The Hands first appeared two years ago. He was in the Company bathroom when they warped next to him at the urinal. He had screamed and tried to bat the Hands away like they were pestilent flies. Of course, his hands went right through the Hands since they weren’t physical hands, just mental hands and he felt sheepish thinking about the whole silly Hands incident now. Over time, he grew to tolerate them. In a way, they were old associates, only with spontaneous interactions, similar to guest appearances on an old sitcom.
Usually, he saw the Hands when stressed, like when he forgot his wife’s birthday or the time he accidentally overcooked a pair of steaks on the grill or the time he didn’t laugh hard enough at the flying chunks of Enemy bodies, a big no no, at the Company BBQ during a highlight video of the YEAR’S BEST DRONE STRIKES.
His burrito was done and he walked with it to the dining table. When he sat down, the Hands floated towards him.
Good morning. The Hands signed.
Good morning. He signed back.
I’m sorry about your dreams. But you must see.
I’m tired Hands, I don’t want to see. I want to sleep.
What is an Enemy? Who is the Enemy?
The kids rushed into the dining room before he could answer, but he would have to wait because he didn’t want his family to know he was seeing the Hands again and confess that he had stopped taking his pills because they were causing him to throw up in the middle of the night, forcing him to run to the toilet, body in cold sweats, heart in a stampede, his mind still fresh from nightmares so vivid he felt trapped by them even in the consciousness of daylight, those horribly immoral night terrors where he felt just the slightest, microscopic germ of sympathy for the Enemy when he should only feel hatred for these vermin, these roaches.
His kids took their seats at the table. They were nine and seven, both boys. Bright, wonderful kiddos, both with thick mats of luscious wheat brown hair and caramel colored eyes. When they sat down, they started to play fight, pinching and punching each other.
His wife placated them with two bowls of sugary cereal.
Don’t disturb your father. Big day at the Company, right honey?
Yes, babe. Big day at the Company.
Really? What’s going on, Ddad? Signed the oldest.
We’re testing a New Weapon, son. One that’ll melt the Enemy.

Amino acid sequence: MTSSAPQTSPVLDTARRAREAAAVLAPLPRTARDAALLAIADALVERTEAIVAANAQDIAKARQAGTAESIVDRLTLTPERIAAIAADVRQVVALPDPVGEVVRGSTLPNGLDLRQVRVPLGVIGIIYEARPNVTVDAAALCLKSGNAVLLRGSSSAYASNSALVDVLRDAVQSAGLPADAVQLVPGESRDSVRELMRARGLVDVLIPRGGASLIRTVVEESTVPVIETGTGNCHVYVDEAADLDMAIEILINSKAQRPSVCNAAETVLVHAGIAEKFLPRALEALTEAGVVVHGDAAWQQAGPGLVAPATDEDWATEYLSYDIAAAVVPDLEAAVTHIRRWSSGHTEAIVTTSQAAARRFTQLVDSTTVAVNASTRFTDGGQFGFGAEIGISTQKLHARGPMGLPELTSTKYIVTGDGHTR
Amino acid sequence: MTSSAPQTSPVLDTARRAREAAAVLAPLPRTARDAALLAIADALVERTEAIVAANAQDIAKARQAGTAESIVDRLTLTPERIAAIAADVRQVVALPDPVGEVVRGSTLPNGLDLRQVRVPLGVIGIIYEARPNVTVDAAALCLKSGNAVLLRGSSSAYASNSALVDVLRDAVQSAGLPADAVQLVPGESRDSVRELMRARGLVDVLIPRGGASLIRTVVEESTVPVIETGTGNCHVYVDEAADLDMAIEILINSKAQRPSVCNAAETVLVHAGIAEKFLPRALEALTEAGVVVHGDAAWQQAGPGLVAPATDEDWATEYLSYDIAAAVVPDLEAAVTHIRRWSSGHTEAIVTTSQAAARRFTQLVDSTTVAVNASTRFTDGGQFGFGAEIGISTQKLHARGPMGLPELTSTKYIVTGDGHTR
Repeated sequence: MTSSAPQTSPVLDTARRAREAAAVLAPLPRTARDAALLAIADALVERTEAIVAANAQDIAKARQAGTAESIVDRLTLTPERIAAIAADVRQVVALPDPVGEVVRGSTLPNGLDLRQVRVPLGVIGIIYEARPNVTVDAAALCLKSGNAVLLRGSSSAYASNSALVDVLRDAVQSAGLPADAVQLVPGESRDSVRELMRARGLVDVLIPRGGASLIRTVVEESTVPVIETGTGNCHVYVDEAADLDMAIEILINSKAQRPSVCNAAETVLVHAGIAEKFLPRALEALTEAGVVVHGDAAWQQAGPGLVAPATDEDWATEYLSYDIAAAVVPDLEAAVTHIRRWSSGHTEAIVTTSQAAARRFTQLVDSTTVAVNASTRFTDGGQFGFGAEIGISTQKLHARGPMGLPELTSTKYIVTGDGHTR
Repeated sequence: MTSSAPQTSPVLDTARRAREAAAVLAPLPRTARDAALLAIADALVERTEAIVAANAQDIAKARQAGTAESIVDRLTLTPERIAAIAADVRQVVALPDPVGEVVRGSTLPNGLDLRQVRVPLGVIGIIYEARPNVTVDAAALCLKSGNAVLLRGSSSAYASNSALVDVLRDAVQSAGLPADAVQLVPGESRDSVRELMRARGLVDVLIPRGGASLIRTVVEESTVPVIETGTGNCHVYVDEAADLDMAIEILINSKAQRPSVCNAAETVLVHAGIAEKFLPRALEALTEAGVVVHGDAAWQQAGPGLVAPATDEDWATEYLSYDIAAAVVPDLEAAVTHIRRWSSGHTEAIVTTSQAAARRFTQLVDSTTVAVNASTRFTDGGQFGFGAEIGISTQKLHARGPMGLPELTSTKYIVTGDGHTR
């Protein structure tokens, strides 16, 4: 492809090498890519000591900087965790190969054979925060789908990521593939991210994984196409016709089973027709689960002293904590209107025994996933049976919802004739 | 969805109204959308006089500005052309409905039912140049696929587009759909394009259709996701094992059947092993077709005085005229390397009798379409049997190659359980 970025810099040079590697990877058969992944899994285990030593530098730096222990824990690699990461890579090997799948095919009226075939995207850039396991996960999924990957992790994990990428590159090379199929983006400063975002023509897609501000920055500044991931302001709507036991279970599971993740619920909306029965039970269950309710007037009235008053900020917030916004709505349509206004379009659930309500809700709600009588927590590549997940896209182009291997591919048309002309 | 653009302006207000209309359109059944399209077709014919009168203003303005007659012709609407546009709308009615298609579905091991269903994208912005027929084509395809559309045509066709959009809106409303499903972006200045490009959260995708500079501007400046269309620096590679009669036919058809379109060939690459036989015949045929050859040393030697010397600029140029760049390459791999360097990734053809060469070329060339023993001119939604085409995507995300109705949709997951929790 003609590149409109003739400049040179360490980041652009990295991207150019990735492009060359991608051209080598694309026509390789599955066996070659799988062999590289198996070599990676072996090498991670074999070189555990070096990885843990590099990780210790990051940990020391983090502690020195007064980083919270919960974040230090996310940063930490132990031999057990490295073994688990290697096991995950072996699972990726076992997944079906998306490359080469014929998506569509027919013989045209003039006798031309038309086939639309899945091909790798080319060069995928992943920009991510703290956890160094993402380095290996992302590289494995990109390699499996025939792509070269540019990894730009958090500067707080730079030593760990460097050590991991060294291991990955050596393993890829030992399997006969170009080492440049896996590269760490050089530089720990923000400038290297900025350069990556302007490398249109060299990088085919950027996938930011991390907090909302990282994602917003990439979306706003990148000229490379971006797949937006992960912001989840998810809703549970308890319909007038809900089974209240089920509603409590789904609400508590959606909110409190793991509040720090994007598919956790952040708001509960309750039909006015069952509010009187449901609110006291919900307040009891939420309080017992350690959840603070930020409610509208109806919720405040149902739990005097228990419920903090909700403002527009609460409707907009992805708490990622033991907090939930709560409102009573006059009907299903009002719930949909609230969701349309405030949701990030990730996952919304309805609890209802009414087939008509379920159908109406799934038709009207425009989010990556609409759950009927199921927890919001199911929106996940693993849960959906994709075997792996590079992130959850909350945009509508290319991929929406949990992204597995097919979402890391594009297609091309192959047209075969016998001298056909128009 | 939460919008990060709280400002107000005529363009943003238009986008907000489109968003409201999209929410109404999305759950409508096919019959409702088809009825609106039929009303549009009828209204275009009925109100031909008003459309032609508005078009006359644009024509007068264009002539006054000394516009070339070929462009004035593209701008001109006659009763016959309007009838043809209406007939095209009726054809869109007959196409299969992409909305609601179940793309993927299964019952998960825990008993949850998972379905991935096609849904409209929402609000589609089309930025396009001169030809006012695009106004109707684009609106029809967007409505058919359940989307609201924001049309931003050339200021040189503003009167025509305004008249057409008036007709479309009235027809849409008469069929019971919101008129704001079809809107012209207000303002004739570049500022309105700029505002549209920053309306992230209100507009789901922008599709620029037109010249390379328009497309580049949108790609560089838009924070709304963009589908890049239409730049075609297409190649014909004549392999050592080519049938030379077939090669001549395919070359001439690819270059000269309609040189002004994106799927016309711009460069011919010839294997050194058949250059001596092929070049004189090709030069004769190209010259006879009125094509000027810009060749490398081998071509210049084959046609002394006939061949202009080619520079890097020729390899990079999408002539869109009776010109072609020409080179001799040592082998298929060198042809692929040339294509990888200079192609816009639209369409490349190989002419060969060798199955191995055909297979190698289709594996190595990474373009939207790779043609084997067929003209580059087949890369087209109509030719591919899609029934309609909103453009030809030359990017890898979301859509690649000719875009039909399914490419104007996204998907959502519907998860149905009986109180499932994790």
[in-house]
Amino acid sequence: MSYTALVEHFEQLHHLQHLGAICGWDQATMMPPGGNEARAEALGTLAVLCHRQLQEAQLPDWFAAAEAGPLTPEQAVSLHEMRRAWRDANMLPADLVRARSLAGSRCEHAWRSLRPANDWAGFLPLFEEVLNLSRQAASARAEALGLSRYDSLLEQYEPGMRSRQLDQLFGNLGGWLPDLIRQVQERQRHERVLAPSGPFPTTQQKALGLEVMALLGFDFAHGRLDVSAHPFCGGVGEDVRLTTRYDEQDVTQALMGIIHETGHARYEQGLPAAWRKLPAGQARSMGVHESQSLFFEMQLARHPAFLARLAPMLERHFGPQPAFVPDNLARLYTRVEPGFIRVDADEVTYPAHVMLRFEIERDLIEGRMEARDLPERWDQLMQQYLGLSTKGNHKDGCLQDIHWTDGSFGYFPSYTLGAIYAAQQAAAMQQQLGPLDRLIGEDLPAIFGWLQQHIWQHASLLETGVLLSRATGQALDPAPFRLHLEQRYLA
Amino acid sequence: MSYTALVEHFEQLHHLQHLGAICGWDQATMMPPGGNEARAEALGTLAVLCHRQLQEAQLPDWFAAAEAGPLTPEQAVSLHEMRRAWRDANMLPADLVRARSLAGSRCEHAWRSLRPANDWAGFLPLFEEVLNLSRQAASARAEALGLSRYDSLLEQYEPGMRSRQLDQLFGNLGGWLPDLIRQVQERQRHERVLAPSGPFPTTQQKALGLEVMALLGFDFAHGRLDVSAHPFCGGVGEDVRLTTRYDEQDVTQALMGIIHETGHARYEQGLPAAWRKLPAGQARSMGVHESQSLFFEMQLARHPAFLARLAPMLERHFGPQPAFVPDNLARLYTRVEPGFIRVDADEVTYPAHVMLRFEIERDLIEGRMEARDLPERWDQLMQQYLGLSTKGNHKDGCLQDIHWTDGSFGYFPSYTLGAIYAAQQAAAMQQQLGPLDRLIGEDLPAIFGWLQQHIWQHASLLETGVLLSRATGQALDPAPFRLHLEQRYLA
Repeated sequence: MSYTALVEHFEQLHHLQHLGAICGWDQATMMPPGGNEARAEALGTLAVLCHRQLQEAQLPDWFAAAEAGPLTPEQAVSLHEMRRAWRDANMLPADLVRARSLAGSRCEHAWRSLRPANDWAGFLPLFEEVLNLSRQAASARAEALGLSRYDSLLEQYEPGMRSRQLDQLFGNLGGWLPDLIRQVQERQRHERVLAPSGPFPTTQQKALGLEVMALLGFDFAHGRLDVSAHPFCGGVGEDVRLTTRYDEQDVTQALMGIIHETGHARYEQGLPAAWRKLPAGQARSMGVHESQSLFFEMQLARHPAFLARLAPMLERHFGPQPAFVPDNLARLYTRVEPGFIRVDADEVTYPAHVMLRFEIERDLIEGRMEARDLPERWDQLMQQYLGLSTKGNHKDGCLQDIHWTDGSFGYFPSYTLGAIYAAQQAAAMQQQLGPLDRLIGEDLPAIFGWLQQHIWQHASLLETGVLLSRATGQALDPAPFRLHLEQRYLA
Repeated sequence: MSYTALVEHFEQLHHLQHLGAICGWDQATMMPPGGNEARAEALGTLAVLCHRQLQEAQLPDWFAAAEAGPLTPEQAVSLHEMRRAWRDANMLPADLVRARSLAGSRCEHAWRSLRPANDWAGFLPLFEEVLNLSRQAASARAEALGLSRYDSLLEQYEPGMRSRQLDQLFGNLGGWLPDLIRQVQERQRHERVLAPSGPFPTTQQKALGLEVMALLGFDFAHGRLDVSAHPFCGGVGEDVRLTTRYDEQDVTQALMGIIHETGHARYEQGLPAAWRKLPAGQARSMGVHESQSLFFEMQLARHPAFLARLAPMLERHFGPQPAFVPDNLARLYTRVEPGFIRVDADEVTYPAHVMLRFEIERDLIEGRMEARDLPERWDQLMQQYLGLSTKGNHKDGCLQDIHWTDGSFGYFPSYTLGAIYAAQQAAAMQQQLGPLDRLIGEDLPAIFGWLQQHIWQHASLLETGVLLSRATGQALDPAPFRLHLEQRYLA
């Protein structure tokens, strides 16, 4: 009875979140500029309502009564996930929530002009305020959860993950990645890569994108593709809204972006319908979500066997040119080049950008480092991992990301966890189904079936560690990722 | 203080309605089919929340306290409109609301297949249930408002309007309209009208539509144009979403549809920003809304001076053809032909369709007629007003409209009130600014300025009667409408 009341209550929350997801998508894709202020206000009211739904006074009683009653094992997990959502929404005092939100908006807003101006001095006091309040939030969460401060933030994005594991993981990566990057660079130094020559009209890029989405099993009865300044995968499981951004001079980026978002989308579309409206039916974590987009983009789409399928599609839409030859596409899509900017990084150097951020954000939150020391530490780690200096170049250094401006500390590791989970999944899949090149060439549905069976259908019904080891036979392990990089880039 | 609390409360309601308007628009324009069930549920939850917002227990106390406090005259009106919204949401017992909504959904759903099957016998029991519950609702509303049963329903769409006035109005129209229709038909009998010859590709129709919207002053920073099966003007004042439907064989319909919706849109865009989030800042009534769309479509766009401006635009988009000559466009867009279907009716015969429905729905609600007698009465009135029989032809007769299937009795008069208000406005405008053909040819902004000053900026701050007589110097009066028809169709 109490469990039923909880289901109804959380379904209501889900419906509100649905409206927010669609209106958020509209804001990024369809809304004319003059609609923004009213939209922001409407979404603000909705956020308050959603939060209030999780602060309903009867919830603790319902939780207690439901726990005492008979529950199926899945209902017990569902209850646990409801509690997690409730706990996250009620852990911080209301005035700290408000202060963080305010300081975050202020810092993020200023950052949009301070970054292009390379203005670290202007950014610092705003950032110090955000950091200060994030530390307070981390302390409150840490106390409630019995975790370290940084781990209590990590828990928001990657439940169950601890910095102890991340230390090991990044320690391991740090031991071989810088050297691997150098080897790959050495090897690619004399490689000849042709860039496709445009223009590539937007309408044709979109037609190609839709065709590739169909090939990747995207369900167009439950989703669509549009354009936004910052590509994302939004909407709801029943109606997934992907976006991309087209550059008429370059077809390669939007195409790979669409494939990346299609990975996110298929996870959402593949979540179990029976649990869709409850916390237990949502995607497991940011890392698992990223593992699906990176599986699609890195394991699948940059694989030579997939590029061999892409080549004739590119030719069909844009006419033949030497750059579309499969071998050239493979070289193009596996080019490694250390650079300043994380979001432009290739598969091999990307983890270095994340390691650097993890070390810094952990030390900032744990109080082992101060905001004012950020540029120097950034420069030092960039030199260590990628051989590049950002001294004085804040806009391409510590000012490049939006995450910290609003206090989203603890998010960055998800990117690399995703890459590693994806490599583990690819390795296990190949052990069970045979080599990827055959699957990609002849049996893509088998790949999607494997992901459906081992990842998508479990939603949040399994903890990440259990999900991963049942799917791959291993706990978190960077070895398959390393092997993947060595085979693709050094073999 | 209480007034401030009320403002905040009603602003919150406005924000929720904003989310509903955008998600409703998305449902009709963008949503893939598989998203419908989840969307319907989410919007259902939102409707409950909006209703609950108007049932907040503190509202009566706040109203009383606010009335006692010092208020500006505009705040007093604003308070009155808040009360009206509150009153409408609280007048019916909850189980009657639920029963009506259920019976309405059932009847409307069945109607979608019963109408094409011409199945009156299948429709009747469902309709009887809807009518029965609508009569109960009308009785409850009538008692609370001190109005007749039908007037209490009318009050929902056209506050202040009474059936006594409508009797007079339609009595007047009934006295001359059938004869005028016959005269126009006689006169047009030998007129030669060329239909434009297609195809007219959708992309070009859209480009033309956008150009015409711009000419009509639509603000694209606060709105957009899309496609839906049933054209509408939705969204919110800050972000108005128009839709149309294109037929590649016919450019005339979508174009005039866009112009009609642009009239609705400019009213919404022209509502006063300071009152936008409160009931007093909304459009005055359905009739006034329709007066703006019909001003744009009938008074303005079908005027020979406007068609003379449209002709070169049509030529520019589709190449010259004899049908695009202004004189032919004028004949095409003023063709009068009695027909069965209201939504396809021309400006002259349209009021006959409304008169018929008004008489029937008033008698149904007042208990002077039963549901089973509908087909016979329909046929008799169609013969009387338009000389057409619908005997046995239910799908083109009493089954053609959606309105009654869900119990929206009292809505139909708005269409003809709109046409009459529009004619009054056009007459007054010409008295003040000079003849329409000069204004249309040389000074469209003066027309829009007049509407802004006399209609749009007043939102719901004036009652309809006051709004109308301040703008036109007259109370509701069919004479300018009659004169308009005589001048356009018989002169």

The kiddos clapped their little hands and a gleam of joy crossed their beautiful faces.
Will they melt like mac and cheese? Signed the younger one.
The oldest giggled. More like…turkey gravy. Probably chunky too.
The New Weapon will be launched from the New Swarm Drones. They can melt the Enemy with precision. A swarm of fire ants. His children clapped at this answer and begged their father to explain more and his hands obliged to their loud cheers, silent to his dead ears but not his eyes, who watched the pride of lush nationalism sweep their little minds.
Now, now, kids, settle down. Your father has a big day, let him eat. Why don’t you tell your father about the drawing you made in class yesterday?
His oldest reached into his backpack and pulled out a drawing. A group of stick figures were standing in a playground. Each of them carried something in their hands: baseball bats, swords and other crudely drawn shapes of weaponry. One of the stick figures was on the ground, covered in angry red marks.
Mrs. Smith wanted us to make a presentation on the War. So, I drew this to represent the day me and my friends got an Enemy, a kid, like me. Super proud we got ‘em, since it’s so tricky you know? Since they look just like us. Only they think BAD, like evil BAD. That’s why they’re the Enemy, says Mrs. Smith. We must ALWAYS BE READY against the Enemy, she says, even if they’re “people” like us, with skin and bones and blood and mommies and daddies. But we can’t be soft, she says. Oh! And TO FORGIVE IS TO BE WEAK, of course!
The Hands floated above the children.
What is an Enemy? Who is the Enemy? Signed his old friend.